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Kenya's 2015 flower earnings swell 5 pctTuesday, March 01, 2016 > 10:50:14
Kenya's earnings from flower exports grew by 5 percent last year as the sector showed resurgence following the successful renewal of trade agreement with the European Union in late 2014.
Failure to renew on time the agreement with the trading bloc in 2014 hit the sector amid a weakening global economy.
Kenyan farmers had to grapple with introduction of taxes on their produce following the lapse of the Economic Partnership Agreement.
But things warmed up in 2015, with earnings from cut flowers rising by about 30.1 million U.S. dollars, latest figures from the Horticultural Directorate showed Monday.
The East African nation in 2014 earned 593 million dollars, and the growth to 623 million dollars in 2015 was a major boost to farmers in the country where big players dominate the trade.
The growth in earnings, according to the data, was majorly due to a considerable surge in quantity of flowers exported.
Kenyan farmers exported up to 12,650 metric tonnes (MT) a month, a feat that was not achieved in 2014 and the past.
In total, Kenya exported 122,825 MT of flowers last year, up from 114,763 in 2014.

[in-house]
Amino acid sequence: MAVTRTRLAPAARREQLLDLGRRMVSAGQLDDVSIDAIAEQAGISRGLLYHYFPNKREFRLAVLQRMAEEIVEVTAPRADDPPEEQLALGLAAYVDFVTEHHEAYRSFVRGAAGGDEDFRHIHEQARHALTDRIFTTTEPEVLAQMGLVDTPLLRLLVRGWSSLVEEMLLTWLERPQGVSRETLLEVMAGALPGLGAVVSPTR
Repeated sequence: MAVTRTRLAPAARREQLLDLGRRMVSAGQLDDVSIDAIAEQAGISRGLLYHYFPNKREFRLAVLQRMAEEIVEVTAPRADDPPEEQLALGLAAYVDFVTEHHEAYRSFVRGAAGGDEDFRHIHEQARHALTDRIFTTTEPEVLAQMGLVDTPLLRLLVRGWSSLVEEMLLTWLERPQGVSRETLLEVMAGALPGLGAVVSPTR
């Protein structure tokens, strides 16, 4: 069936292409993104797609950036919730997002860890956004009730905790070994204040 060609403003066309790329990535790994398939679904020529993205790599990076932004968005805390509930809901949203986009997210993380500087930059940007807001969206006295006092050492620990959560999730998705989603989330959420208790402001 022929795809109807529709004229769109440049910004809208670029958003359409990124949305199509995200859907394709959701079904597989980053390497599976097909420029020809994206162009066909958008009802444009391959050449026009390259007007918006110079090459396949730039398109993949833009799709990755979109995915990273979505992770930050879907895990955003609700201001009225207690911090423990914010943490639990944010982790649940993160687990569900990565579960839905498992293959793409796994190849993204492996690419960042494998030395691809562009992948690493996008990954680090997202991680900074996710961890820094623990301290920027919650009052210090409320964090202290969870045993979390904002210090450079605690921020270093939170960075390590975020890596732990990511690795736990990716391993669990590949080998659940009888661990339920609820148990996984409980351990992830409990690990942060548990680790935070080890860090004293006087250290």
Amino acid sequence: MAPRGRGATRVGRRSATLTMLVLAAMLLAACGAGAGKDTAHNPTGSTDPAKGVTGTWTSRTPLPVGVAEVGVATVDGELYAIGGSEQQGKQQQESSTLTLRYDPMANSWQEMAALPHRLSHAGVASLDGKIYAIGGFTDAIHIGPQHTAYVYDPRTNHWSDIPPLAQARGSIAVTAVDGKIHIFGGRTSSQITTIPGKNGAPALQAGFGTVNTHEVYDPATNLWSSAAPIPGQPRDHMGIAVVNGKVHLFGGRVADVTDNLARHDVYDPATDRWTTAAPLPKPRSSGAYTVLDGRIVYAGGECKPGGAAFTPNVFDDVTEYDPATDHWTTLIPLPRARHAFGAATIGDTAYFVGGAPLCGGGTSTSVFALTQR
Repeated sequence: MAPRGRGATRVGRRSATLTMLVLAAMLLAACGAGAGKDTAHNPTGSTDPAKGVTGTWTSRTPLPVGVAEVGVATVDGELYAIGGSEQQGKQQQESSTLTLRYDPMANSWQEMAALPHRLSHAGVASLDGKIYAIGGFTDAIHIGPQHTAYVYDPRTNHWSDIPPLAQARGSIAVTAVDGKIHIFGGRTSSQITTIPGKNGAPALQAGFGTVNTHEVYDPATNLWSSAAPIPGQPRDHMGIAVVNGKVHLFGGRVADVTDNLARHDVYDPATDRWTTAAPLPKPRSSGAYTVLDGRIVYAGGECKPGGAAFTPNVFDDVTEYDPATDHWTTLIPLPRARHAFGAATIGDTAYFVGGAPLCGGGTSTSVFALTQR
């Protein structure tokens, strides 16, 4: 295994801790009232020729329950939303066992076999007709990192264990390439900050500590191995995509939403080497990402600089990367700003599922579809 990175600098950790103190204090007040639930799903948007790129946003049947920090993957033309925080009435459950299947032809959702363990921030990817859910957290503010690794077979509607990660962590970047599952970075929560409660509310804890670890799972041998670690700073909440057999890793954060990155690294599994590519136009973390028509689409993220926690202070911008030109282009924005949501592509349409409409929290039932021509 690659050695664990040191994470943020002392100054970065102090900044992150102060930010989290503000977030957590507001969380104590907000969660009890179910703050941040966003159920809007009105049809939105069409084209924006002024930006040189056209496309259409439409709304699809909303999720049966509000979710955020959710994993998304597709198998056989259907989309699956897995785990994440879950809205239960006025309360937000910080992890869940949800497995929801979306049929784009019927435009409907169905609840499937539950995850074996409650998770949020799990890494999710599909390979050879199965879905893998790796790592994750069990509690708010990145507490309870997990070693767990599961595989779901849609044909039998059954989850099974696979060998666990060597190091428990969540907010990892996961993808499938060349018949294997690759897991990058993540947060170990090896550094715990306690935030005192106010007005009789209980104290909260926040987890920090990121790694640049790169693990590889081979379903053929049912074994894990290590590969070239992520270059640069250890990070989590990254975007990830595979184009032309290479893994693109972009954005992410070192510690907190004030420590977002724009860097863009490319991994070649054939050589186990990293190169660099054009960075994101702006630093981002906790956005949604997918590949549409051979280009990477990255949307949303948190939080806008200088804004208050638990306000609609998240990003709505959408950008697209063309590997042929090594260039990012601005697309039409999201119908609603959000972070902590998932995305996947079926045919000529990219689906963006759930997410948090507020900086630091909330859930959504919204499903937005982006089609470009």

Kenya Flower Council Chief Executive Jane Ngige noted that the flower industry is on a recovery path, adding that they are working with small-scale growers to meet EU trade rules to boost exports.
In 2013, Kenya's flower industry brought in over 455 million dollars, 29.7 million dollars more than the previous year.
Therefore, flower exports which are mainly grown in Naivasha, a district in northwest of Nairobi, are a crucial economic activity for the East African nation, with the sector roughly employing 500,000 jobs directly, with over two million people relying on the industry indirectly.
Kenya is one of the largest suppliers of cut flowers to the EU with a 31 percent market share. The major market is Netherlands at 69 percent, where Dutch wholesalers buy flowers for re-export to the U.S. and other nations.
Of the flowers sold, roses make up 74 percent of exports, with carnations, which are mainly sold in Britain, Germany and France, coming in second. Other flowers grown include chrysanthemums, hydrangeas, peonies, orchid and tiger lilies.